YORK, Pa. — A Georgian national and documented Russian mafia associate wanted for crimes committed in Canada was deported by U.S. Immigration and Customs Enforcement’s (ICE) Enforcement and Removal Operations (ERO) Tuesday and turned over to Canadian authorities to face criminal charges there.
Alex Alexidze, 41, was repatriated to Canada via ground transportation under ICE escort July 19, from York County Prison and turned over without incident to the custody of the Canada Border Services Agency at the Niagara Falls International Rainbow Bridge.
Provincial authorities in Alberta, Manitoba and Ontario have active warrants for Alexidze’s arrest on multiple charges related to theft, identity fraud, false documentation and other charges, stemming from alleged crimes committed between 2013-2015 — some under the alias Alex Row. ICE confirmed his true identity with Canadian authorities using photos and biometric data.
Alexidze was arrested in May 2015 by ICE in Cleveland and subsequently convicted federally of fraudulent statements and visa fraud, for which he served nine months in prison. In February 2016, ERO officers reinstated a final order of removal against him, paving the way for his repatriation. Following his release from the Federal Bureau of Prisons, Alexidze was held at the York County Prison, while the agency made preparations for his removal.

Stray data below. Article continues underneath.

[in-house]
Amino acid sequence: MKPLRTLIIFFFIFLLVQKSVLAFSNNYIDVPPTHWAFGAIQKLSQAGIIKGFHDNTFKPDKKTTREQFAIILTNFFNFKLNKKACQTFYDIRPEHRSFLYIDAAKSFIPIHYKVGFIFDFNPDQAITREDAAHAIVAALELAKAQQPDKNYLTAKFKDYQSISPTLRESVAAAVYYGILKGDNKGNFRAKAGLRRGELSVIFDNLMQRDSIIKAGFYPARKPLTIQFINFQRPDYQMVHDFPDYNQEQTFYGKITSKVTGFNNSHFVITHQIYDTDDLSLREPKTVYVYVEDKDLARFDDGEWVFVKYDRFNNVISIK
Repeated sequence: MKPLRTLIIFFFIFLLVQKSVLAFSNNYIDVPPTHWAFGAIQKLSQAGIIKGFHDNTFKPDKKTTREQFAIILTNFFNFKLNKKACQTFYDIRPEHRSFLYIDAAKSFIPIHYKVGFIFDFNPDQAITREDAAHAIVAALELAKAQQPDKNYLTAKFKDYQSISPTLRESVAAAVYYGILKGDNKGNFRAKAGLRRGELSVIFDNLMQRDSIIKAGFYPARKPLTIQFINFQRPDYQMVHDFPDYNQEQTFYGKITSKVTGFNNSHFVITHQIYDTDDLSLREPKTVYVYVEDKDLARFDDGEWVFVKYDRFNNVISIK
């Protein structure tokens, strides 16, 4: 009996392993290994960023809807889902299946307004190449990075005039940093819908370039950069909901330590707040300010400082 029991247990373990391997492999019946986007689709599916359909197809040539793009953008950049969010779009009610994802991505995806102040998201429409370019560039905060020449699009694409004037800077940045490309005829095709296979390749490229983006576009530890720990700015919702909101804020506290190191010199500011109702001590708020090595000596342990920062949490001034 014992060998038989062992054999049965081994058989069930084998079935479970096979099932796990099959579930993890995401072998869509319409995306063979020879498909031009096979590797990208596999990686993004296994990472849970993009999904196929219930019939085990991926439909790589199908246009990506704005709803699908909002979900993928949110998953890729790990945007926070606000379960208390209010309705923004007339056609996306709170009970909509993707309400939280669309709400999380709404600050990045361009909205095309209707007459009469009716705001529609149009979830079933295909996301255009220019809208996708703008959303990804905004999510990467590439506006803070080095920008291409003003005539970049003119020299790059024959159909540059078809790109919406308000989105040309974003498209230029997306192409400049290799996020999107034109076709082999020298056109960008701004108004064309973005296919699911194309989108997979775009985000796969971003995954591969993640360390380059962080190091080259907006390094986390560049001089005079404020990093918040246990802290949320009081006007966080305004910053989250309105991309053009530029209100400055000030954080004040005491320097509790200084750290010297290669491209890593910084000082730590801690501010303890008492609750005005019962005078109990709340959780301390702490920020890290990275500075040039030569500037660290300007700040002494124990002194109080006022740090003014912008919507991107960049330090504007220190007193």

Since Oct. 1, 2009, ERO has removed more than 1,789 foreign fugitives from the United States who were sought in their native countries for serious crimes, including kidnapping, rape and murder. ERO works with the ICE Homeland Security Investigations (HSI) Office of International Operations, foreign consular offices in the United States, and Interpol to identify foreign fugitives illegally present in the United States.
ERO coordinates the removal of criminals, foreign fugitives and others ordered deported. Last year alone, ERO removed 235,413 individuals from the United States. ICE is focused on smart and effective immigration enforcement that prioritizes its resources based on those who pose the biggest threat to national security, border security and public safety. ICE’s civil enforcement efforts are based on priorities set by the Secretary of Homeland Security in November 2014.